Triennial review 2010 • During this review, it was pointed out that several pesticides had the concept of additivity misapplied • Additivity is a concept in which the concentration of the degradates is added to that of the parent compound to determine the total toxicity of the individual pesticides detected.
Hazard Index Rule • In 2000, the EPA created the Hazard Index Rule which specifies that the total toxicity of a pesticide includes the toxicity of its degradates and that each degradate is assumed to be as toxic as the parent compound , unless proven otherwise. • We have 100+ pesticides listed in DEQ-7, about 15% of which have known degradates with toxicity or carcinogenicity • Seven pesticides have been found to be improperly listed as additive with the parent pesticide when individual toxicology information is available through IRIS or development of a Human Health Advisory
Based on the Hazard Index Rule, the following seven pesticides should be quantified independently of their degradates: • Alachlor, • Atrazine • Azinphos methyl • Imazamethabene • Metolachlor • Pinoxiden • Acetochlor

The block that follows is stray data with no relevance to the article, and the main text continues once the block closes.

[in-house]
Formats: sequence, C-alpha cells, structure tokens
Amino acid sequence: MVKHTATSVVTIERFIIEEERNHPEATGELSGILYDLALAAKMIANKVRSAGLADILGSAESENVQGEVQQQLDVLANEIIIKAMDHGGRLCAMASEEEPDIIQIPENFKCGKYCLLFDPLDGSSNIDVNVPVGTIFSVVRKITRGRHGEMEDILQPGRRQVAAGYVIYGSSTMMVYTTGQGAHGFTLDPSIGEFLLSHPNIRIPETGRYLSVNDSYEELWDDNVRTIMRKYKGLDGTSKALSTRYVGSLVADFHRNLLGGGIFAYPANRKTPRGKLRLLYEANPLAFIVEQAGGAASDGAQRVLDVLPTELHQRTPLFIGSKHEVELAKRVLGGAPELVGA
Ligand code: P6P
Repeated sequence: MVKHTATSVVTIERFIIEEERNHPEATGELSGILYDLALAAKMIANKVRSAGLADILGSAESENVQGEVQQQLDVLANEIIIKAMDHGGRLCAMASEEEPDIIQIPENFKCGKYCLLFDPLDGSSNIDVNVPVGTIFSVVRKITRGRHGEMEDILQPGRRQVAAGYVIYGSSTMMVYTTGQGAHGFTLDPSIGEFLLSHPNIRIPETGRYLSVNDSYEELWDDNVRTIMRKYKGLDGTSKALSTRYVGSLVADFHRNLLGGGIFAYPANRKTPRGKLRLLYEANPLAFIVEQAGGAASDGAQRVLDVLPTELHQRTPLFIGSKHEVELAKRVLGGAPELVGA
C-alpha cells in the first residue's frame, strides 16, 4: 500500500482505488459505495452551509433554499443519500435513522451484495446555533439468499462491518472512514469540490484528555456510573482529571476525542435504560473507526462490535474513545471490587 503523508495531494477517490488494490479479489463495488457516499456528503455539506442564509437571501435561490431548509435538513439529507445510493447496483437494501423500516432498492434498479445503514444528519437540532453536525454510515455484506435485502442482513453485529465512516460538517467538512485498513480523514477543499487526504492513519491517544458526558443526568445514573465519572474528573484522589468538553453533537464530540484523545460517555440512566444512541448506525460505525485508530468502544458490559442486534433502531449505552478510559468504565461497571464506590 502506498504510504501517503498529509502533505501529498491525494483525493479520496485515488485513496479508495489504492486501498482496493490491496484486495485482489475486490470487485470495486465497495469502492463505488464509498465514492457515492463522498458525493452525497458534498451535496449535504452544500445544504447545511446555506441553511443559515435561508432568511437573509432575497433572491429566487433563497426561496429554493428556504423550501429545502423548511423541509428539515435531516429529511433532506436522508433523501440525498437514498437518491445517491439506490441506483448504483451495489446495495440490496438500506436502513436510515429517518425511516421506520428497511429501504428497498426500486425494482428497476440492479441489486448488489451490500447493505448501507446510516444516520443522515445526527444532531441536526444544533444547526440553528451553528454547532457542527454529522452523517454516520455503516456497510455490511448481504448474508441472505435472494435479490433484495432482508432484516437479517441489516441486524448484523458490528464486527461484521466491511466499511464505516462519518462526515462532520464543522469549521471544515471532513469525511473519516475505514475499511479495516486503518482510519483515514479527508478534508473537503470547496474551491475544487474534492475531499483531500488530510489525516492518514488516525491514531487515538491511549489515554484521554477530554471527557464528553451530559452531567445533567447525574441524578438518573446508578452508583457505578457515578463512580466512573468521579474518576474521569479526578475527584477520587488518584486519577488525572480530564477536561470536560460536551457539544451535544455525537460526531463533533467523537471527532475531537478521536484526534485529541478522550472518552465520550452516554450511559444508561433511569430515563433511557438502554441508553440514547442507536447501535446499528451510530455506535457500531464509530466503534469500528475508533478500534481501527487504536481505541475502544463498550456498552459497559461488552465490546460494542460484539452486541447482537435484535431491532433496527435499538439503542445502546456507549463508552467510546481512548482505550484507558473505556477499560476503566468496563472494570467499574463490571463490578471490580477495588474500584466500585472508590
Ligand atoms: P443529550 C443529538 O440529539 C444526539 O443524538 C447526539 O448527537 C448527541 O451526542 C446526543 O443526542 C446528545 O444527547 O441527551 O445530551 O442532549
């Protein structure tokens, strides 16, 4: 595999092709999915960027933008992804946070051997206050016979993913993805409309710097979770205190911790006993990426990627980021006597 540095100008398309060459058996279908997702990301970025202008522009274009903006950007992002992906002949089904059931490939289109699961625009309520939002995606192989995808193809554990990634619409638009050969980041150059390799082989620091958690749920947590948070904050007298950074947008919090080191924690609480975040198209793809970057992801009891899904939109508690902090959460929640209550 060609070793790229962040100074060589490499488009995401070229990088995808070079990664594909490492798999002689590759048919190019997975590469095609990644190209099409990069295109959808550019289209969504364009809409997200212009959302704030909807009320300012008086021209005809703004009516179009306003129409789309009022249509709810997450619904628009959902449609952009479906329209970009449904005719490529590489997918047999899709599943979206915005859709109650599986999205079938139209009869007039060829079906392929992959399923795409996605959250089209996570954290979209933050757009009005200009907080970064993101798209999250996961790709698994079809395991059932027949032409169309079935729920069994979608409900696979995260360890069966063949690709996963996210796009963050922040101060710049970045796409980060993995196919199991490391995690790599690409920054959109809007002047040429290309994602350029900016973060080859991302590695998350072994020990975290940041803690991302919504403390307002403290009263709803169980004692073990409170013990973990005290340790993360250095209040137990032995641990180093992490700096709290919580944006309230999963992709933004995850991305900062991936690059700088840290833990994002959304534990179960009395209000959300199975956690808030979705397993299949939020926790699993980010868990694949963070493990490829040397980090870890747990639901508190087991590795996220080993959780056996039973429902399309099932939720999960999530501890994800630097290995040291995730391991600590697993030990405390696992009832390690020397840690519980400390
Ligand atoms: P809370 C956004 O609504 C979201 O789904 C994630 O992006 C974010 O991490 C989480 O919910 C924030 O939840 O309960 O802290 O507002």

DEQ-7 Pesticide Review • All of the pesticides listed in DEQ-7 will be reviewed and the Hazard Index Rule and the concept of additivity will be uniformly applied to all compounds. • The current review shows that less than 5% of the listings have had these EPA rules mis-applied.
Examples Pesticide A has two degradates, B and C, with no toxicology data Pesticide B has two degradates F and G, and F has a known toxicology • Pesticide A would be listed , both compounds B and C would be assumed to have the same toxicity as the parent pesticide and would be added to the parent compounds for net toxicity measurement • Application of the additivity principle • Pesticide B and F would be listed independently, compound G would be assumed to have the same toxicity as compound B and would be added to B in determining the total toxicity for the pesticide • Simultaneous application of the additivity principle and the Hazard Index Rule